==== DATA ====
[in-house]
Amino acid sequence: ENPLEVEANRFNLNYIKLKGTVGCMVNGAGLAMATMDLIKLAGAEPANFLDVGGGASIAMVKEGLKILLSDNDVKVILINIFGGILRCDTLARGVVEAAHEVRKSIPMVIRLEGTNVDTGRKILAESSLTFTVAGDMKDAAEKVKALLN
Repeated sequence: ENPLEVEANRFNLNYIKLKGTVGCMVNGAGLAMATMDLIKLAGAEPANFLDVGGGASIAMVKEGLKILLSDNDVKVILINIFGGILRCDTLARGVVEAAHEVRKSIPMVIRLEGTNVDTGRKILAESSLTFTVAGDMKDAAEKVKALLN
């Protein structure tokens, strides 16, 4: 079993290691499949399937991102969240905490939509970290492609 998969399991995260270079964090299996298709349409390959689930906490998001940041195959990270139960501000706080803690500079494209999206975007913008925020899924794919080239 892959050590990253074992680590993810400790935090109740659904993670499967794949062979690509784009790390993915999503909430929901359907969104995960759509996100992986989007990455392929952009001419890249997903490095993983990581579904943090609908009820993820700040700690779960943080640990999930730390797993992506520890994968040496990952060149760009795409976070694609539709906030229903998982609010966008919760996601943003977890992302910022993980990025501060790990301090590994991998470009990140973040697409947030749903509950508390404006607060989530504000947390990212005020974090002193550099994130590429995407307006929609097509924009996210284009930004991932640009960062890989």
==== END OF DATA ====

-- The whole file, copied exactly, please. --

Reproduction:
[in-house]
Amino acid sequence: ENPLEVEANRFNLNYIKLKGTVGCMVNGAGLAMATMDLIKLAGAEPANFLDVGGGASIAMVKEGLKILLSDNDVKVILINIFGGILRCDTLARGVVEAAHEVRKSIPMVIRLEGTNVDTGRKILAESSLTFTVAGDMKDAAEKVKALLN
Repeated sequence: ENPLEVEANRFNLNYIKLKGTVGCMVNGAGLAMATMDLIKLAGAEPANFLDVGGGASIAMVKEGLKILLSDNDVKVILINIFGGILRCDTLARGVVEAAHEVRKSIPMVIRLEGTNVDTGRKILAESSLTFTVAGDMKDAAEKVKALLN
């Protein structure tokens, strides 16, 4: 079993290691499949399937991102969240905490939509970290492609 998969399991995260270079964090299996298709349409390959689930906490998001940041195959990270139960501000706080803690500079494209999206975007913008925020899924794919080239 892959050590990253074992680590993810400790935090109740659904993670499967794949062979690509784009790390993915999503909430929901359907969104995960759509996100992986989007990455392929952009001419890249997903490095993983990581579904943090609908009820993820700040700690779960943080640990999930730390797993992506520890994968040496990952060149760009795409976070694609539709906030229903998982609010966008919760996601943003977890992302910022993980990025501060790990301090590994991998470009990140973040697409947030749903509950508390404006607060989530504000947390990212005020974090002193550099994130590429995407307006929609097509924009996210284009930004991932640009960062890989």